v. 2-3 "Holy Holy Holy..."

5. ...And Awesome
(v. 4) "the posts were shaken..."

III. What happens when we really meet him?

6. Brokenness and Cleansing and Forgiveness

v. 5 -- "Woe is me..." You don't strut into or out of God's presence..(Illus: Look into a magnifying mirror and see how you 'really' are

v. 6-7 .. 1John 1:9 "If we confess, God is faithful and" will purify us ...

Isaiah 5: the prophet "beats up" the others
Isaiah 6: he beats up himself

7. A Willingness To Be Completely God's
v. 8 -- "I heard the voice ask, Who do I send...Who will go?" Isaiah heard...

8. A Willingness to Serve With Abandonment
v. 8 "Send me..."

Why do churches struggle for workers? They haven't had an encounter with God, maybe?...


Sunday, December 4, 2011

Ode To Kermie And Them

(from Sunday's Times and News-Star)

I nearly pulled seven leg muscles getting to the picture show and “The Muppets,” the seventh feature film but first in 12 years for this band of fits. If they were misfits they would not have already grossed an opening week haul of nearly $50 million (a solid No. 2 last week behind That Big Vampire Movie) after a dozen years on the shelf.

My son Casey is a hard-to-believe 22 now but humors me in that we’ve been quoting the movie all week, as if it were “Caddyshack” or “Arthur.” Like ice cream, The Muppets are generationally friendly.

I love me some Muppets. When they had their regular TV show 30 years ago, entertainers from John Cleese to Elton John to Don Knotts to Linda Rondstadt appeared. Rich Little. Steve Martin. Superman and Raquel Welch and Carol Burnett. They all wanted a piece of the action.

Today’s generation is not familiar with the not-in-syndication Muppets, which hurts me. (I might ask for a Season Two or Three DVD for Christmas?; it’s between that and a shoe horn.) But the current movie would make a fine introduction or, if you’ve missed these guys (and the irrepressible Miss Piggy, and who hasn’t?), a fine re-introduction. The old dudes smarting off from the balcony and Bobo The Bear alone are worth the price of admission.

It takes a poet to express how I really feel about The Muppets, and since I know no poets, I had to write the poem myself. Sorry! I hope if they get a copy, The Muppets will accept this for what it is, just a small but sincere love letter from a man fan.

Ode to Kermie and Them

Is a Muppet
Just a puppet,
Or is it something more?
Seems to me
The Muppets be
An entertaining metaphor.

Don't mutt turn into
family pets
When on your bed they sleep?
‘Just food’ becomes
A banquet
If it’s at your mom’s you eat.

Is it water
Or an ocean
When you’re standing on a shore?
Doesn’t golf
Turn into dodge ball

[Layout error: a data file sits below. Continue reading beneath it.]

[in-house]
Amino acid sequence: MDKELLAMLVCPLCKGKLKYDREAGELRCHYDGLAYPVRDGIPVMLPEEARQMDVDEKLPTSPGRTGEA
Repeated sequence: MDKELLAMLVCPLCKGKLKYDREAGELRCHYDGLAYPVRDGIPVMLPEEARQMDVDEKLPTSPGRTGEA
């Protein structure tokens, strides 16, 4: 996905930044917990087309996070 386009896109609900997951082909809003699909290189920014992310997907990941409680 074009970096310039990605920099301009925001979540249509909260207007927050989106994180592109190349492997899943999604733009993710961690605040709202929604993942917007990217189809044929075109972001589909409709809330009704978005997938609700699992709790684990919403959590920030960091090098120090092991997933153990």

When you hear a guy yell, “Fore!”?

Is it sky
Or is it heaven
When you’re looking up at night?
Wasn’t Ali
Verses Frazier
More than just another fight?

In a world of
Fickle facebook friends
Where people come and go,
The Muppets --
More than puppets --
Stick around after show.
(A lot more fun
Than many of the
Humans that we know!)

They’re honest as
The day is long
They tell you how they feel;
Made of cloth
And buttons, sure -- but
Otherwise, they’re real.

Things aren’t always
As they seem
Despite what grownups say.
The Muppet that you meet
By chance
Could be your friend someday.

Daily Muppets laugh
And cry
And hope upon a star.
My prayer for me:
I hope to be
As human as they are.

Thursday, December 1, 2011

Missions Is About ...

(From my FBC notes; missionary to Macedonia Kyle Kirkpatrick was wonderful as our speaker...)

John 4: 1-42 (Jesus and the Woman at the Well)

1. ...Crossing Barriers
"being in the wrong place at the wrong time" ... Jesus intentionally goes to Samaria, which He could have bypassed as Jews and Samaritans didn't socialize. I need to cross barriers where i would feel uncomfortable ... Are we willing to cross barriers for the sake of the Gospel, for Jesus' truth...?

2 ... Knowing God, Not Comparing History
well water = manmade, old religion
living water = what satisfies the heart of man
v. 23 .. "worship in spirit and in truth" ... too often we associiate worship with emotion and a place

3. ...Reorienting Our Lives
v. 29 -- the woman "met a man" ... she left her waterpot, willing to abandon what she thought was her purpose for His mission.

4. ... Teamwork v. 35
It unites us ... Jesus shows disciples that the woman has done the hard work of missions, and now the Samaritans, the 'harvest,' is coming to hear...
The disciples had gone into town and done as Jesus asked, but nothing in the text says they 'witnessed' while they were in town; the woman at the well did...Now imagine the disciples there with Jesus, and here come the Samaritans who have heard the woman; they are coming to the well..... "Open your eyes and look at the fields; they are ripe for harvest..."